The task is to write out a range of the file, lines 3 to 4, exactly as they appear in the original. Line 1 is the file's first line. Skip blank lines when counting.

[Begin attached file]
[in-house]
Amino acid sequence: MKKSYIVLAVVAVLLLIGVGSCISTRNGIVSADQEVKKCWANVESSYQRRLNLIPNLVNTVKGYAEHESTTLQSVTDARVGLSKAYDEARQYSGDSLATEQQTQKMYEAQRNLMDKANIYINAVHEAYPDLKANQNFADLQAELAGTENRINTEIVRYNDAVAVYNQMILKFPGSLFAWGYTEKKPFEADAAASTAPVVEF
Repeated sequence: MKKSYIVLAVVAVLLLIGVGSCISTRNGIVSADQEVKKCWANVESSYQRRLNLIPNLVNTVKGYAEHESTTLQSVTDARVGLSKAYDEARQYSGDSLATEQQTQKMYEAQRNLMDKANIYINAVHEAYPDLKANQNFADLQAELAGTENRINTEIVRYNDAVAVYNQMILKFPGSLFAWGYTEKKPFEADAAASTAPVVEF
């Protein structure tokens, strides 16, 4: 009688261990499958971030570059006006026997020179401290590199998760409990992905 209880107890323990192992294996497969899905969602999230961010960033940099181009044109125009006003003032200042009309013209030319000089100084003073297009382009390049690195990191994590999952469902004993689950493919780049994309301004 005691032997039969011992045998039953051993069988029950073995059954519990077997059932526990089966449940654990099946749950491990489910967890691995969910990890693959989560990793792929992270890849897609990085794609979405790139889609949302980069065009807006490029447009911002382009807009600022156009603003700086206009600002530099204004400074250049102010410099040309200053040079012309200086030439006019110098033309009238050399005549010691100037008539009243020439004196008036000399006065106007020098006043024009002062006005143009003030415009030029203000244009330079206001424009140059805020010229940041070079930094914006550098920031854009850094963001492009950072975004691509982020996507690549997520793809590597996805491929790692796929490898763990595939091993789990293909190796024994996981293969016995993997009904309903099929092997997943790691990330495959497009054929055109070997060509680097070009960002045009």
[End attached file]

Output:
Repeated sequence: MKKSYIVLAVVAVLLLIGVGSCISTRNGIVSADQEVKKCWANVESSYQRRLNLIPNLVNTVKGYAEHESTTLQSVTDARVGLSKAYDEARQYSGDSLATEQQTQKMYEAQRNLMDKANIYINAVHEAYPDLKANQNFADLQAELAGTENRINTEIVRYNDAVAVYNQMILKFPGSLFAWGYTEKKPFEADAAASTAPVVEF
């Protein structure tokens, strides 16, 4: 009688261990499958971030570059006006026997020179401290590199998760409990992905 209880107890323990192992294996497969899905969602999230961010960033940099181009044109125009006003003032200042009309013209030319000089100084003073297009382009390049690195990191994590999952469902004993689950493919780049994309301004 005691032997039969011992045998039953051993069988029950073995059954519990077997059932526990089966449940654990099946749950491990489910967890691995969910990890693959989560990793792929992270890849897609990085794609979405790139889609949302980069065009807006490029447009911002382009807009600022156009603003700086206009600002530099204004400074250049102010410099040309200053040079012309200086030439006019110098033309009238050399005549010691100037008539009243020439004196008036000399006065106007020098006043024009002062006005143009003030415009030029203000244009330079206001424009140059805020010229940041070079930094914006550098920031854009850094963001492009950072975004691509982020996507690549997520793809590597996805491929790692796929490898763990595939091993789990293909190796024994996981293969016995993997009904309903099929092997997943790691990330495959497009054929055109070997060509680097070009960002045009």